‘To help schools as they develop effective and valuable assessment schemes, and to help us to identify model approaches we are today announcing the formation of a commission on assessment without levels. This commission will continue the evidence-based approach to assessment which we have put in place, and will support primary and secondary schools with the transition to assessment without levels, identifying and sharing good practice in assessment.’

This appears to suggest belated recognition that the steps outlined above have provided schools with insufficient support for the transition to levels-free internal assessment. It is also a response to the possibility that Labour might revisit the decision to remove them (see below).

The Consultation Response on Performance Descriptors released on 26 February (see above) says that the Commission will help to determine the most appropriate response to concerns raised about the Descriptors, while also suggesting that this task will not be devolved exclusively to them.

It adds that the Commission will:

‘…collate, quality assure, publish and share best practice in assessment with schools across the country…and will help to foster innovation and success in assessment practice more widely.’

The membership of the Commission was announced on 9 March.

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The Commission met on 10 March and 23 March 2015 and will meet four more times – in April, May, June and July.

Its Terms of Reference have been published. The Statement of Intended Outputs mentioned in the consultation response on Performance Descriptors appeared without any publicity on 27 March

It seemed that the Commission, together with the further consultation of experts, supplied a convenient mechanism for ‘parking’ some difficult issues until the other side of the Election.

However, neither the terms of reference nor the statement of outputs mentions the Performance Descriptors, so the Commission’s role in relation to them remains shrouded in mystery.

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The authors of the Statement of Outputs feel it necessary to mention in passing that it:

‘…supports the decision to removel levels, but appreciates that the reasons for removing levels are not widely understood’.

It sets out a 10-point list of outputs comprising:

  • Another statement of the purposes of assessment and another set of principles to support schools in developing effective assessment systems, presumably different to those published by the previous expert group in April 2014. (It will be interesting to compare the two sets of principles, to establish whether Government policy on what constitutes effective assessment has changed over the last 12 months. It will also be worthwhile monitoring the gap between the principles and the views of Alison Peacock, one of the Commission’s members. She also sat on the expert panel that developed the original principles, some of which seem rather at odds with her own practice and preferences. Meanwhile, another member – Sam Freedman – has stated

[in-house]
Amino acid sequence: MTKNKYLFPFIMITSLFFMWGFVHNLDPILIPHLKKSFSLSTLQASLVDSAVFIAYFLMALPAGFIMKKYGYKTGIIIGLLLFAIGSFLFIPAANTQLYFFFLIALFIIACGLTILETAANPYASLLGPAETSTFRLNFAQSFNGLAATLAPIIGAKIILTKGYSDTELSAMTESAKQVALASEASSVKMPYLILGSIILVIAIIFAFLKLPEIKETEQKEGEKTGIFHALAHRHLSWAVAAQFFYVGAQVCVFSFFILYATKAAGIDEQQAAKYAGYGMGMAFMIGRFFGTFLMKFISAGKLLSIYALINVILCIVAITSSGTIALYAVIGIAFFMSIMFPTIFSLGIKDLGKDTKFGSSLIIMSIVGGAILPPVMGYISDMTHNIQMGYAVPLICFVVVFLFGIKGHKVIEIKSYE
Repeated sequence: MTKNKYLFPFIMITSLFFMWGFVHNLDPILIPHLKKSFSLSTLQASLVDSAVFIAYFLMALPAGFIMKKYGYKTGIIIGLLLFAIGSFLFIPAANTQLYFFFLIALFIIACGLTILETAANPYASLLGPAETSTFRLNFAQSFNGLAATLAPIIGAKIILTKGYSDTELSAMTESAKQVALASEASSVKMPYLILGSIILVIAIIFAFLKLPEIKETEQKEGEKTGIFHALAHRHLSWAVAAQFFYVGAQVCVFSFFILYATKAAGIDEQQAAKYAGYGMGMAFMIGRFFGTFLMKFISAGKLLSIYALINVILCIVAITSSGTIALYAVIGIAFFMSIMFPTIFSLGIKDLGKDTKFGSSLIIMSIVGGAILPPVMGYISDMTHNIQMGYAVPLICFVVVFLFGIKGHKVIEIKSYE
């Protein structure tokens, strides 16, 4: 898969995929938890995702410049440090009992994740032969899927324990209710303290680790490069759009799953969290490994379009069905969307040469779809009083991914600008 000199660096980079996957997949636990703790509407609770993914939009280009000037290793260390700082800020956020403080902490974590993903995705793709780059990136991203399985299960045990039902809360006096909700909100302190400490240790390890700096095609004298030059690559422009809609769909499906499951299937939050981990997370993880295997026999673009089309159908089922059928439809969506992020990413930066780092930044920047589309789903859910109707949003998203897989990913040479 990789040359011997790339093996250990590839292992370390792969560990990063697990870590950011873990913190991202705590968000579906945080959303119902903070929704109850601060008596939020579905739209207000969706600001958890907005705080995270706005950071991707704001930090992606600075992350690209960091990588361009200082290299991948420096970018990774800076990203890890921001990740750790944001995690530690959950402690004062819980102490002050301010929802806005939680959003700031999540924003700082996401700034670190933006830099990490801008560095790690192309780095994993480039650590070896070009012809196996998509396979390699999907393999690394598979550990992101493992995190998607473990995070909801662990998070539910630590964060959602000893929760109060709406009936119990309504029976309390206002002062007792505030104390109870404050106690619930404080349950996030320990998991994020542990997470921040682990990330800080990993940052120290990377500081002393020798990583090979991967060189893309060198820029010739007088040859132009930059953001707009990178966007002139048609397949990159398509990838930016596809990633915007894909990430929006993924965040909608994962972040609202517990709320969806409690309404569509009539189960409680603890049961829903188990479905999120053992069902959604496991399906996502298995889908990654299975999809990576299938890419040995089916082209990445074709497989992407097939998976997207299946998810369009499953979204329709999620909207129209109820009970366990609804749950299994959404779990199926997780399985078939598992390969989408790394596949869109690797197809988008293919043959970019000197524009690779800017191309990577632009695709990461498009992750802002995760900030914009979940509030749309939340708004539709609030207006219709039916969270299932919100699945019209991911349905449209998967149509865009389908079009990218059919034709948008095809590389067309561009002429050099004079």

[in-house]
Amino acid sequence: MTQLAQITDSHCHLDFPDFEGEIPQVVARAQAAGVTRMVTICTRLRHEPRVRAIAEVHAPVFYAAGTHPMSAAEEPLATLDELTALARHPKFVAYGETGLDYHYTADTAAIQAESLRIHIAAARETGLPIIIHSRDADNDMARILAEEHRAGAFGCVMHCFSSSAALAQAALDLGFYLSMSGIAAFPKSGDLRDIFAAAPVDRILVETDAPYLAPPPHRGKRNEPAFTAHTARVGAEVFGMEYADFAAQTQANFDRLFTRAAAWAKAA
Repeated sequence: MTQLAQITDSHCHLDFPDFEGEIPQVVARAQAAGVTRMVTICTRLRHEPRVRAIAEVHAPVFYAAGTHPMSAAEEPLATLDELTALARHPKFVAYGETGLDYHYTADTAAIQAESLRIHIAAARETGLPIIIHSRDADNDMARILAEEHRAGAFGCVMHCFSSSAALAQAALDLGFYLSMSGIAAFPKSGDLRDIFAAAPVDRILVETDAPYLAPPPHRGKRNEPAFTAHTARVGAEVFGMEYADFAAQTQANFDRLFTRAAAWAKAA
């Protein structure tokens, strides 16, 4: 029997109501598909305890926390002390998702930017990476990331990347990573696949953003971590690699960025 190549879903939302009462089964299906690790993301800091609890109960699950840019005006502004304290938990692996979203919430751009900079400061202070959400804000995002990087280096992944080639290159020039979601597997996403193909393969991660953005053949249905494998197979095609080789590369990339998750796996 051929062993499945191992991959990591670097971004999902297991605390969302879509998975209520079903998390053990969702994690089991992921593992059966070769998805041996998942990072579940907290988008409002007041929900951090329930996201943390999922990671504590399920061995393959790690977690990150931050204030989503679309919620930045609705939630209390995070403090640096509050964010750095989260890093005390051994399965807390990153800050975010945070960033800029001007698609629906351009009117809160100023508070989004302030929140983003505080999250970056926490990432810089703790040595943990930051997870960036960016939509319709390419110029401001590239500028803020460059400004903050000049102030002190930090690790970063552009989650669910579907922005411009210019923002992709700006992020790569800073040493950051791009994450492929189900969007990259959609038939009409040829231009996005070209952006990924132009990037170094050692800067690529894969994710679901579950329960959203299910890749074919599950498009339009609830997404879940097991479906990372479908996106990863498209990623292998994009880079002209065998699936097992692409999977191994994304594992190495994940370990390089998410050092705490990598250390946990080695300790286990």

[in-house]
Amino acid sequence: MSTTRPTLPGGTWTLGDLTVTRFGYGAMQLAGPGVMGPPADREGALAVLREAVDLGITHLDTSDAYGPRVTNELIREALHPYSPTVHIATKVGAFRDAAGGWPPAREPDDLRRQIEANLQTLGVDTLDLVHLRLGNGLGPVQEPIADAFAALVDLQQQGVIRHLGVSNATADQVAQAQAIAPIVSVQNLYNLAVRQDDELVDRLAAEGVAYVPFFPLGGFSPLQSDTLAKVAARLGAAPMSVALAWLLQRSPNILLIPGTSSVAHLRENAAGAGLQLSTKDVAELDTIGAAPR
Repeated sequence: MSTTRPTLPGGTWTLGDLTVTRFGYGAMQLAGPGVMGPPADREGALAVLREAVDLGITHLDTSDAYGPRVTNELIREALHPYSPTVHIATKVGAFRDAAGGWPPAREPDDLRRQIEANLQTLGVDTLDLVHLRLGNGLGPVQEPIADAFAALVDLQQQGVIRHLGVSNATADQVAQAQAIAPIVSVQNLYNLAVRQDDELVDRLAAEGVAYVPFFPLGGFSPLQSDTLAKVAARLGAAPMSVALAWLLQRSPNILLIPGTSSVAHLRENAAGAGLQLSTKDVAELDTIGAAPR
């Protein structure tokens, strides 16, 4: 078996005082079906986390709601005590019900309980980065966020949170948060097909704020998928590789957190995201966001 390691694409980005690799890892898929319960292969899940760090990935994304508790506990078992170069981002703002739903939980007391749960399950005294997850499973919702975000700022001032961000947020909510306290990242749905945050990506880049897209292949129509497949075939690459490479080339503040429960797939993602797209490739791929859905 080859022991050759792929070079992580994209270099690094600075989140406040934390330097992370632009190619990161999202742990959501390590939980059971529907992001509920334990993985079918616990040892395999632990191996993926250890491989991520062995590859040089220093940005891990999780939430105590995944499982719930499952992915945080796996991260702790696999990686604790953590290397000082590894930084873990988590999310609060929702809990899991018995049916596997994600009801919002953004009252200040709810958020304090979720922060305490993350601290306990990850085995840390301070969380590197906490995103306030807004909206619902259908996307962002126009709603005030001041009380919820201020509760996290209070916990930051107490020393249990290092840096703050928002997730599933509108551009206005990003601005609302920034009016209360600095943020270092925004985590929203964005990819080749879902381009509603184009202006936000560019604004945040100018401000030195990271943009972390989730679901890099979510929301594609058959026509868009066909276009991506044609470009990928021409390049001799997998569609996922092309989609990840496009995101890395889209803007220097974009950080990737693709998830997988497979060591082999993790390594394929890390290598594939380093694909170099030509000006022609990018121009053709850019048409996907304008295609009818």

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  • An explanation of ‘how assessment without levels can better serve the needs of pupils and teachers’.
  • Guidance to ‘help schools create assessment policies which reflect the principles of effective assessment without levels’.
  • Clear information about ‘the legal and regulatory assessment requirements’, intende to clarify what they are now, how they will change and when. (The fact that the Commission concludes that such information is not already available is a searing indictment of the Government’s communications efforts to date.)
  • Clarification with Ofsted of ‘the role that assessment without levels will play in the inspection process’ so schools can demonstrate effectiveness without adding to teacher workload. (So again they must believe that Ofsted has not sufficiently clarified this already.)
  • Dissemination of good practice, obtained through engagement with ‘a wide group of stakeholders including schools, local authorities, teachers and teaching unions’. (This is tacit admission that the strategy described above is not working.)
  • Advice to the Government on how ITT and CPD can support assessment without levels and guidance to schools on the use of CPD for this purpose. (There is no reference to the resource implications of introducing additional training and development.)
  • Advice to the Government on ensuring ‘appropriate provision is made for pupils with SEN in the development of assessment policy’. (Their judgement that this is not yet accounted for is a worrying indictment of Government policy to date. They see this as not simply a lapse of communication but a lacuna in the policy-making process.)
  • ‘Careful consideration’ of commitments to tackling teacher workload – which they expect to alleviate by providing information, advice and support. (There is no hint that the introduction of Performance Descriptors will be delayed in line with the Workload Challenge.)